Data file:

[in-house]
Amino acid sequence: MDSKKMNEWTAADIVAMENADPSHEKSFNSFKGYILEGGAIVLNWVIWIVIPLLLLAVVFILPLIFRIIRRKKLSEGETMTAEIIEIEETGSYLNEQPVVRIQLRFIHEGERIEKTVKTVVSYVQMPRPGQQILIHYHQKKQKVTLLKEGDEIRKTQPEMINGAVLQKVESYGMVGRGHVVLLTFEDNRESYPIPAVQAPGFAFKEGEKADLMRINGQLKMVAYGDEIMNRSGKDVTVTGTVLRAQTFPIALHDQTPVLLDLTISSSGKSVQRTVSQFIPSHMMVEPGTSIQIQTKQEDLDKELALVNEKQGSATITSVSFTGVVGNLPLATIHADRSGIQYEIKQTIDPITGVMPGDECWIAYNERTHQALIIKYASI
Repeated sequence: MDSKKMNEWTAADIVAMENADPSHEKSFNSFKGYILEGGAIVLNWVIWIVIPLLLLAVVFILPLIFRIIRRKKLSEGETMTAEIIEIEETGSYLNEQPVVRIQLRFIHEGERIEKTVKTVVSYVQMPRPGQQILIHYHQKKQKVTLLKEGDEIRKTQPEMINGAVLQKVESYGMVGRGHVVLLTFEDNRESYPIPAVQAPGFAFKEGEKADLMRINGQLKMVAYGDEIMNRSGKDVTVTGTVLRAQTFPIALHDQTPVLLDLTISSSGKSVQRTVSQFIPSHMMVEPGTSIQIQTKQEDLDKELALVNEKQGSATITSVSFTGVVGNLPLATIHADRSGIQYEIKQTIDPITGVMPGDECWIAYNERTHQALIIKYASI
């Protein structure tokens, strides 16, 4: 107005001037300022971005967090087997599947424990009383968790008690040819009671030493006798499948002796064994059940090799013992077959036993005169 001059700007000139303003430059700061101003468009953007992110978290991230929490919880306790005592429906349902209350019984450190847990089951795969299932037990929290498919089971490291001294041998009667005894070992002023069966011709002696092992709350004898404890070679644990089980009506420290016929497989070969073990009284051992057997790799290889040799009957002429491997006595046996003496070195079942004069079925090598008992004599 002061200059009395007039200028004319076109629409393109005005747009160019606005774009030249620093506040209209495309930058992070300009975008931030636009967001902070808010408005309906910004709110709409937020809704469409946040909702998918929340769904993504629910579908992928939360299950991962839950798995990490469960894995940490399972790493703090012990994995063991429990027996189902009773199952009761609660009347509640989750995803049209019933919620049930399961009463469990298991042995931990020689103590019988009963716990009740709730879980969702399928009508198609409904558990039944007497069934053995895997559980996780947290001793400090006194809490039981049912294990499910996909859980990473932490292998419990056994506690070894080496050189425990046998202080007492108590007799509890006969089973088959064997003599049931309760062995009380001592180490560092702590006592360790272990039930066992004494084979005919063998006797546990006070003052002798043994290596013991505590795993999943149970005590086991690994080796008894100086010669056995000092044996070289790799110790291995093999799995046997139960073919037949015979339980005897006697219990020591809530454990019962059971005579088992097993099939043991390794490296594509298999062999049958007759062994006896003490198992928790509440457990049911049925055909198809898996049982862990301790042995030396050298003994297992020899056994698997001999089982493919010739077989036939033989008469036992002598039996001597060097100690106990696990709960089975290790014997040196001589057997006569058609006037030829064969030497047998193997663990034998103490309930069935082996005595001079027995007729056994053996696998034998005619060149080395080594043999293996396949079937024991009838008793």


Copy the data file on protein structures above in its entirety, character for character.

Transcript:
[in-house]
Amino acid sequence: MDSKKMNEWTAADIVAMENADPSHEKSFNSFKGYILEGGAIVLNWVIWIVIPLLLLAVVFILPLIFRIIRRKKLSEGETMTAEIIEIEETGSYLNEQPVVRIQLRFIHEGERIEKTVKTVVSYVQMPRPGQQILIHYHQKKQKVTLLKEGDEIRKTQPEMINGAVLQKVESYGMVGRGHVVLLTFEDNRESYPIPAVQAPGFAFKEGEKADLMRINGQLKMVAYGDEIMNRSGKDVTVTGTVLRAQTFPIALHDQTPVLLDLTISSSGKSVQRTVSQFIPSHMMVEPGTSIQIQTKQEDLDKELALVNEKQGSATITSVSFTGVVGNLPLATIHADRSGIQYEIKQTIDPITGVMPGDECWIAYNERTHQALIIKYASI
Repeated sequence: MDSKKMNEWTAADIVAMENADPSHEKSFNSFKGYILEGGAIVLNWVIWIVIPLLLLAVVFILPLIFRIIRRKKLSEGETMTAEIIEIEETGSYLNEQPVVRIQLRFIHEGERIEKTVKTVVSYVQMPRPGQQILIHYHQKKQKVTLLKEGDEIRKTQPEMINGAVLQKVESYGMVGRGHVVLLTFEDNRESYPIPAVQAPGFAFKEGEKADLMRINGQLKMVAYGDEIMNRSGKDVTVTGTVLRAQTFPIALHDQTPVLLDLTISSSGKSVQRTVSQFIPSHMMVEPGTSIQIQTKQEDLDKELALVNEKQGSATITSVSFTGVVGNLPLATIHADRSGIQYEIKQTIDPITGVMPGDECWIAYNERTHQALIIKYASI
């Protein structure tokens, strides 16, 4: 107005001037300022971005967090087997599947424990009383968790008690040819009671030493006798499948002796064994059940090799013992077959036993005169 001059700007000139303003430059700061101003468009953007992110978290991230929490919880306790005592429906349902209350019984450190847990089951795969299932037990929290498919089971490291001294041998009667005894070992002023069966011709002696092992709350004898404890070679644990089980009506420290016929497989070969073990009284051992057997790799290889040799009957002429491997006595046996003496070195079942004069079925090598008992004599 002061200059009395007039200028004319076109629409393109005005747009160019606005774009030249620093506040209209495309930058992070300009975008931030636009967001902070808010408005309906910004709110709409937020809704469409946040909702998918929340769904993504629910579908992928939360299950991962839950798995990490469960894995940490399972790493703090012990994995063991429990027996189902009773199952009761609660009347509640989750995803049209019933919620049930399961009463469990298991042995931990020689103590019988009963716990009740709730879980969702399928009508198609409904558990039944007497069934053995895997559980996780947290001793400090006194809490039981049912294990499910996909859980990473932490292998419990056994506690070894080496050189425990046998202080007492108590007799509890006969089973088959064997003599049931309760062995009380001592180490560092702590006592360790272990039930066992004494084979005919063998006797546990006070003052002798043994290596013991505590795993999943149970005590086991690994080796008894100086010669056995000092044996070289790799110790291995093999799995046997139960073919037949015979339980005897006697219990020591809530454990019962059971005579088992097993099939043991390794490296594509298999062999049958007759062994006896003490198992928790509440457990049911049925055909198809898996049982862990301790042995030396050298003994297992020899056994698997001999089982493919010739077989036939033989008469036992002598039996001597060097100690106990696990709960089975290790014997040196001589057997006569058609006037030829064969030497047998193997663990034998103490309930069935082996005595001079027995007729056994053996696998034998005619060149080395080594043999293996396949079937024991009838008793």